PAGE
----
Republicans have ‘zero margin for error’ to pass the Senate healthcare bill

Mitch mcconnell

After a secretive drafting process, Senate Republican leadership released a draft of its healthcare legislation Thursday, setting off a scramble to secure enough commitments for a vote Majority Leader Mitch McConnell wants to hold next week.

Democrats blasted the bill, while most Republicans took a more measured approach and left their intentions unknown.

Four GOP members — Rand Paul, Ted Cruz, Mike Lee, and Ron Johnson — announced they would not support the bill in its current form just a few hours after its release, but they all remained open to negotiation.

Many moderate members said they were taking time to read the bill and analyse its impact.

The uncertainty and the opposition currently puts the bill short of the 50 votes needed to pass — only two Republicans can defect, since Democrats plan to universally oppose it. That puts the Better Care Reconciliation Act of 2017 (BCRA) in a dicey position from the start.

Greg Valliere, the chief strategist and a long-time political analyst at Horizon Investments, said in a note to clients Friday that the conservative members, besides Paul, are likely to relent since failure to pass the bill “would mean Obamacare wins.”

In addition to Paul, Valliere said, the other likely “no” vote from the GOP is Sen. Dean Heller of Nevada, who is up for reelection in 2018 and facing an uphill battle in a state trending Democratic.

That leaves the deciding votes to moderates like Sens. Susan Collins of Maine and Lisa Murkowski of Alaska.

“Susan Collins’s popularity in Maine would surge if she votes no, and Lisa Murkowski in Alaska in on the fence,” Valliere wrote. “Throw in a handful of other shaky moderates like Rob Portman of Ohio, and McConnell is in trouble, with zero margin for error.”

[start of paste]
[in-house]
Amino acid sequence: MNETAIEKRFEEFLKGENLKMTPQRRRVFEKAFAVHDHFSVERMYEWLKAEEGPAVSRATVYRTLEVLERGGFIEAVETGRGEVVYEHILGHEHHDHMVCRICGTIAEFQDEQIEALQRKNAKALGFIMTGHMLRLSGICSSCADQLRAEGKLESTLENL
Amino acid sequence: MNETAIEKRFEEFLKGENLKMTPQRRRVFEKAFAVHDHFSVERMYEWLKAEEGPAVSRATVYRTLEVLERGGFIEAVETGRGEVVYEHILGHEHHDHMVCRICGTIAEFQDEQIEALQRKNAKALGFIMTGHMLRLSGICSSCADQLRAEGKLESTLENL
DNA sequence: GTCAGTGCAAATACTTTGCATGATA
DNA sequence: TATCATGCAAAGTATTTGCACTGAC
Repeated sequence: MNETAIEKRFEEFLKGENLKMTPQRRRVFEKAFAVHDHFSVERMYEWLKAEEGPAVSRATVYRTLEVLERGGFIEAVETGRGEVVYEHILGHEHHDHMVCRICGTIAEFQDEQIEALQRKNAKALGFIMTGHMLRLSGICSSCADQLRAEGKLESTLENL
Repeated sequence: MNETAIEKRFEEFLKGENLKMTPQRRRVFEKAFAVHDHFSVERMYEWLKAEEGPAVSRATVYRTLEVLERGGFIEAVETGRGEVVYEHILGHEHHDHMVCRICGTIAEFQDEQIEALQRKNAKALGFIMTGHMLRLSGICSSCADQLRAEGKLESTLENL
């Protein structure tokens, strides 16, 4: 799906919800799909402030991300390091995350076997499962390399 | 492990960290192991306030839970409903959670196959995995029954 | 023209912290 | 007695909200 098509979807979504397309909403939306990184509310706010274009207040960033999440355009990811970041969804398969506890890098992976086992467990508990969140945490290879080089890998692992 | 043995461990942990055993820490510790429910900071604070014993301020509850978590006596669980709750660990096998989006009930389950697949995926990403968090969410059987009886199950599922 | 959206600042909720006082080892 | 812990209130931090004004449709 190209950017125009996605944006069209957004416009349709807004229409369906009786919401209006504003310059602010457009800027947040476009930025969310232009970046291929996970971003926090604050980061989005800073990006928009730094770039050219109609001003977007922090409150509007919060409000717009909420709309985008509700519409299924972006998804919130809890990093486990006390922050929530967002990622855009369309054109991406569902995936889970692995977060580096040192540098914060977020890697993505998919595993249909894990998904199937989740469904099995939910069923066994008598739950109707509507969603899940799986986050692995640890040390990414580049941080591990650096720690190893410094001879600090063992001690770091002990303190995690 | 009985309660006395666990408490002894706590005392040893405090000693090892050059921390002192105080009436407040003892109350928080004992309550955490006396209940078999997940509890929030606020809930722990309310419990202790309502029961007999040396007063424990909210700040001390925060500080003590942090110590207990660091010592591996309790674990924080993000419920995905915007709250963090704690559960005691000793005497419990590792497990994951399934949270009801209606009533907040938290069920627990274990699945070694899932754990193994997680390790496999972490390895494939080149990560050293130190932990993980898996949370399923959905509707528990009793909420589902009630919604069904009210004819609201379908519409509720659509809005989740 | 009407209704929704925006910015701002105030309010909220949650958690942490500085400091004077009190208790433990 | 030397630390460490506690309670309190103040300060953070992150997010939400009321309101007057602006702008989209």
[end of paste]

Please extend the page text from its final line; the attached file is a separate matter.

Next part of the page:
Much of the outcome could hinge on the BCRA’s cuts to the Medicaid program. Portman, Murkowski, Heller, and other key GOP senators represent states that expanded Medicaid under the Affordable Care Act. They have expressed concerns over the changes to the program that provides low-income Americans with financial support to access health insurance.

As it stands, the BCRA rolls back the Medicaid expansion and includes deep cuts to the rest of the program, which could be a deal-breaker for those lawmakers.

Valliere pointed to public reaction that has been heavily against the GOP’s healthcare overhaul. The House version of the legislation, the American Health Care Act, has the lowest support in polls of any major piece of legislation dating back to 1990.

“Polls support the opponents — and Barack Obama, still popular, will lead the charge. There are other wild cards: the CBO ‘score’ early next week; strong opposition from the AARP, whose members vote; potential parliamentary objections; Planned Parenthood funding; and a lack of enthusiasm among House Republicans, who stuck out their necks only to have Trump call their bill ‘mean’,” Valliere said.

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